Lion Ambassadors Revitalizing Tradition After Nearly 40 Years

The first class of Lion Ambassadors was hand-picked in 1982 after Penn State realized the need for a group of students to serve the university and enhance the relationship between students and alumni.

Nearly 40 years later, the organization is reinventing its recruitment strategies by focusing on driving excitement in communities it doesn’t traditionally receive as many applications from.

“Our goals remain the same, though the types of students who represent Penn State continue to change as the institution evolves,” Lion Ambassadors President Nick Pazuchanics said. “We continue to look for the students that want to make this university a better place.”

Lion Ambassadors has traditionally relied on word of mouth to recruit its members. Simply put, the organization didn’t necessarily want anyone who didn’t already know about Lion Ambassadors, so they expected potential members to come to them.

But as Pazuchanics explained, that strategy has gone stale over the years, yielding only applications from the students you’d typically think of as the Lambs “type.”

This year, Lion Ambassadors is making an effort to recruit different and new kinds of students on campus for its upcoming class. Members are going out of their way to tell people why they love Lion Ambassadors, creating partnerships with more campus organizations, and placing greater emphasis on recruitment at their own events.

The application for those interested in joining Lion Ambassadors is changing this year, as well. Think less “Rah Rah PSU” and more questions about how the Penn State experience has affected the applicant personally.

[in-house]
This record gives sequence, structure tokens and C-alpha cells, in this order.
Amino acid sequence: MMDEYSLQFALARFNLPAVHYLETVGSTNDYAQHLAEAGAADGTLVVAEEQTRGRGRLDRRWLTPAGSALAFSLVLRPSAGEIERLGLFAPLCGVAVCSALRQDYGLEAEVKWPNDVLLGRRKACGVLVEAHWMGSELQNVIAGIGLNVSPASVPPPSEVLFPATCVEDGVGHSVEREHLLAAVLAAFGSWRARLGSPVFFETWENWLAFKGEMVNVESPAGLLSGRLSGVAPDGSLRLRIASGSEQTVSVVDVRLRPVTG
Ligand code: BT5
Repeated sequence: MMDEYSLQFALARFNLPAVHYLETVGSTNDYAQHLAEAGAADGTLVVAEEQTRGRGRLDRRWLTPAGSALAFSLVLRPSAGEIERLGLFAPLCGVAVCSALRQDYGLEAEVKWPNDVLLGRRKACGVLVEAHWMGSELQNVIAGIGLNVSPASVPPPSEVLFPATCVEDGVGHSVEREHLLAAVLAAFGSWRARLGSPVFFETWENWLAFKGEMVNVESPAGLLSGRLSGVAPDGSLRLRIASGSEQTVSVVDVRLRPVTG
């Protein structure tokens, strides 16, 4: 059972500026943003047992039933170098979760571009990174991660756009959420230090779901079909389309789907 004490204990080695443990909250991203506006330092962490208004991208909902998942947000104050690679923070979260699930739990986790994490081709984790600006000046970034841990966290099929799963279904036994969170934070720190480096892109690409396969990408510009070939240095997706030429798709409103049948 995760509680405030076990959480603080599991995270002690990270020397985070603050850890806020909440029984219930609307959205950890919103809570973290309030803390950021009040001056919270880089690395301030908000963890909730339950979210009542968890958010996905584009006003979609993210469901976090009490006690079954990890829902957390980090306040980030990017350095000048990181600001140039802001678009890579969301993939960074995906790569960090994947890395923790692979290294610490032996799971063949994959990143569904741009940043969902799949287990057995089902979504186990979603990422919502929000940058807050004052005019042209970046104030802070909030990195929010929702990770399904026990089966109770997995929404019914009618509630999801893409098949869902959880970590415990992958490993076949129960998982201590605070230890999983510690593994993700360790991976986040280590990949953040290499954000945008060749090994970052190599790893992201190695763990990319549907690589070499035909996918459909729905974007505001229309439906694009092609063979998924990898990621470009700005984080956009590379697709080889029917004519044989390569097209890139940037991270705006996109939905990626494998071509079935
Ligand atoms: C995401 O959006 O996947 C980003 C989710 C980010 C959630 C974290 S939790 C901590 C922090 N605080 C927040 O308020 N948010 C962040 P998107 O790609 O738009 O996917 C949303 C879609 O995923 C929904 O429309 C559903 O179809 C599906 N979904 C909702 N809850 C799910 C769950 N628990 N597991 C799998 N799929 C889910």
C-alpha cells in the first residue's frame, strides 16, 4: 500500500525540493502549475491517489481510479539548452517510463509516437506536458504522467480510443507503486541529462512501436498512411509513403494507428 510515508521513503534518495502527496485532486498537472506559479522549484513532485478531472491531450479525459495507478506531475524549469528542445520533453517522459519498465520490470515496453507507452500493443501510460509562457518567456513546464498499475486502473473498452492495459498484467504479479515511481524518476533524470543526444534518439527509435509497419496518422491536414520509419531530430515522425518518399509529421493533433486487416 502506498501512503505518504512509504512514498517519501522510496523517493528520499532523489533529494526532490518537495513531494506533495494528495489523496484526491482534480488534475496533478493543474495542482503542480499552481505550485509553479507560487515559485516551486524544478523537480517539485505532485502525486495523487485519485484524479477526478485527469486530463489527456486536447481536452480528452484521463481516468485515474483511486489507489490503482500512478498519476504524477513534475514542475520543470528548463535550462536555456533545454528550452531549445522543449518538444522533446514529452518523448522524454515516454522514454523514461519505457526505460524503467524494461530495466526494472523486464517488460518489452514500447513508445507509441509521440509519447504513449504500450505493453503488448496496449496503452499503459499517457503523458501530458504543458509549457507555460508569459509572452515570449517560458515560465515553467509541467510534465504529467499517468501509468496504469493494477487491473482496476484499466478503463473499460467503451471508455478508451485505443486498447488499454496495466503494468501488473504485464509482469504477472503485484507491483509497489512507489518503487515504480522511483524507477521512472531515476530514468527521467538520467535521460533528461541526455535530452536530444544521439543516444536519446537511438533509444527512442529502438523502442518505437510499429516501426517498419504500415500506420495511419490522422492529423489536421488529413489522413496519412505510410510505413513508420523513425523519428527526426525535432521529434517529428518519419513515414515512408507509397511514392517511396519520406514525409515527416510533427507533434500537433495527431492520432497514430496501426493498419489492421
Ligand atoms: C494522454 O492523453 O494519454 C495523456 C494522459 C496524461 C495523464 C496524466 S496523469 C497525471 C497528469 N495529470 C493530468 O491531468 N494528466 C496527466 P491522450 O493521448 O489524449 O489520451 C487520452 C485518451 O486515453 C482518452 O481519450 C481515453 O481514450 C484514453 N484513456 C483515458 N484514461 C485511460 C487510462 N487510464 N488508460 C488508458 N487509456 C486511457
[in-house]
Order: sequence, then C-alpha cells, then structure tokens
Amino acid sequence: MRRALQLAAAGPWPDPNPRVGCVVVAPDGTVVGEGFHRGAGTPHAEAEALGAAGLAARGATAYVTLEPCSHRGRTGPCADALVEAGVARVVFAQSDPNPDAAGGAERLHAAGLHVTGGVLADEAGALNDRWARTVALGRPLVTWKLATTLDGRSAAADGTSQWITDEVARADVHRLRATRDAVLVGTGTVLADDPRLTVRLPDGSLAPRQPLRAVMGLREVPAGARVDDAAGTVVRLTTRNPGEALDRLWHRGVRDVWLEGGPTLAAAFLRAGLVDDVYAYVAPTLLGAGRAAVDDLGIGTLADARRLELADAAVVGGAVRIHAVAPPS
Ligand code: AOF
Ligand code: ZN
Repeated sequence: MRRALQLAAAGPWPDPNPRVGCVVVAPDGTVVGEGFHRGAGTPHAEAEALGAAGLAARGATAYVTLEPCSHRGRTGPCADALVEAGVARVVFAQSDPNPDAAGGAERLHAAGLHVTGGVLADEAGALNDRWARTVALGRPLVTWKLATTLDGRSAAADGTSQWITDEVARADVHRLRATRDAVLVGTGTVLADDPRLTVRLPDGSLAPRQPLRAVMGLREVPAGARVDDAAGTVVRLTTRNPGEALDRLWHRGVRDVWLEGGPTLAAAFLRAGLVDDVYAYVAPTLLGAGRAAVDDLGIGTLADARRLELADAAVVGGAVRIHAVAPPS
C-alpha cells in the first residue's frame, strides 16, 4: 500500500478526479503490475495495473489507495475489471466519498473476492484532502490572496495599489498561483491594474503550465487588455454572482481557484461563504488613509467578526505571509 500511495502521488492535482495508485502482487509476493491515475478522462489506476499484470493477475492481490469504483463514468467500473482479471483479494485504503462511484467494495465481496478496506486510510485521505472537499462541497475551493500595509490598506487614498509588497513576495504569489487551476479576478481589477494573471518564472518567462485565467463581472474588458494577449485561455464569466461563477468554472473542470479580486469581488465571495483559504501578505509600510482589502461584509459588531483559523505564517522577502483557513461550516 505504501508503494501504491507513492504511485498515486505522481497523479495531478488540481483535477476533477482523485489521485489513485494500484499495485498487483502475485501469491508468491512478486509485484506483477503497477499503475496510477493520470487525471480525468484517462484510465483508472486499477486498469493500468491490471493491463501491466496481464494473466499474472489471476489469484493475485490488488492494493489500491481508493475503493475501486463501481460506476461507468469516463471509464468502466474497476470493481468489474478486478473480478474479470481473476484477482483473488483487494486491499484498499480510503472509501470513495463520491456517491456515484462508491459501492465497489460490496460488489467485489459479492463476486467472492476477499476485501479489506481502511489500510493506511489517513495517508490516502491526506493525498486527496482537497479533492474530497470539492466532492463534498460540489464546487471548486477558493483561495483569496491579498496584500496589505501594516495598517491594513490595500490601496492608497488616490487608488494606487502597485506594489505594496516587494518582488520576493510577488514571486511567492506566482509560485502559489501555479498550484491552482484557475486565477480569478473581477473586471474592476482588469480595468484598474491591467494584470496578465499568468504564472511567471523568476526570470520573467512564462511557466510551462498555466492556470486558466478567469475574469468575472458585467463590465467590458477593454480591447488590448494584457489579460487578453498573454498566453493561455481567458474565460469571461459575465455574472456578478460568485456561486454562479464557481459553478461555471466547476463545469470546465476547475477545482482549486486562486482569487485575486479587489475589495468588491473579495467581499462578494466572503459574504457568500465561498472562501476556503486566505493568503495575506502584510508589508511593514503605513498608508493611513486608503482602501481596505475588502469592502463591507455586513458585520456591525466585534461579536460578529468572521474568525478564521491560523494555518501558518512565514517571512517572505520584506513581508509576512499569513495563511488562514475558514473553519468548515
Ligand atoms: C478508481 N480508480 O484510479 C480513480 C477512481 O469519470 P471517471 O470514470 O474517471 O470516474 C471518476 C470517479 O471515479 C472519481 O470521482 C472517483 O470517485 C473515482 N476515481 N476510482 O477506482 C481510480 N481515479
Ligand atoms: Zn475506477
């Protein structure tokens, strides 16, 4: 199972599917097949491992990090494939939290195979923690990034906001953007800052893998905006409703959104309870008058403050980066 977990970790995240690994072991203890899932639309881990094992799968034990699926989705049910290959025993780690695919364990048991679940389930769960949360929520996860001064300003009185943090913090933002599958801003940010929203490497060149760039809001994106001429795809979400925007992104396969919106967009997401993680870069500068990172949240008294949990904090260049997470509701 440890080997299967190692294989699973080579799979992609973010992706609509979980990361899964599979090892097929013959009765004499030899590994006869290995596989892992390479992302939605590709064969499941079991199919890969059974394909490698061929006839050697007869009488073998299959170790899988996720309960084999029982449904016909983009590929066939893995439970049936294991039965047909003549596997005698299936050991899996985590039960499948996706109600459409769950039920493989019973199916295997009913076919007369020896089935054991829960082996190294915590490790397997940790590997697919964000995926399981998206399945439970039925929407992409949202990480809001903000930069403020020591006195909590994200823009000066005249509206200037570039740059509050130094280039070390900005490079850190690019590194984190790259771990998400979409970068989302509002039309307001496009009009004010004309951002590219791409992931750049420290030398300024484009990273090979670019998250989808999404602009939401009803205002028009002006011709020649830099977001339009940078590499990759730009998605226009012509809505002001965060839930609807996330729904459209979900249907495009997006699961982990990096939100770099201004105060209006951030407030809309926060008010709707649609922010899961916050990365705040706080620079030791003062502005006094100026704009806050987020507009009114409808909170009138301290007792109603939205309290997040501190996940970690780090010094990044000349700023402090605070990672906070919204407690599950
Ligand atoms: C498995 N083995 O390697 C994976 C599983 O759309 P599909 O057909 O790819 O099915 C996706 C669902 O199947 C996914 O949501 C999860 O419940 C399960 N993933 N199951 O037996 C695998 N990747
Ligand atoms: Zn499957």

The organization has even sought guidance from Charleon Jeffries, Penn State’s first-ever director of diversity, equity, and inclusion for the Division of Development and Alumni Relations, and Lauren Halberstadt, manager of student engagement and intercultural learning for Global Penn State.

Lion Ambassadors believes one aspect of recruiting a more diverse applicant pool is truly explaining the value of Lion Ambassadors and the different activities members are involved in besides giving tours to prospective students. Pazuchanics himself was able to give a tour the CEO of Ernst & Young, and the organization puts on about a dozen other projects throughout the year like the S-Zone, Lantern Tours, and Guard the Lion Shrine.

More creative and innovative minds in the room and voices at the table can only make these experiences better for the Penn State community.

“All organizations are trending toward figuring out honoring tradition while innovating toward the future,” Pazuchanics said. He hopes Lion Ambassadors can lead the charge.

Applications must be submitted online by 5 p.m. Friday, December 8.

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About the Author

Elissa Hill

Elissa was the managing editor of Onward State from 2017-2019. She is from Punxsutawney, PA [insert corny Bill Murray joke here] and considers herself an expert on all things ice cream. Follow her on Twitter (@ElissaKHill) for more corny jokes.

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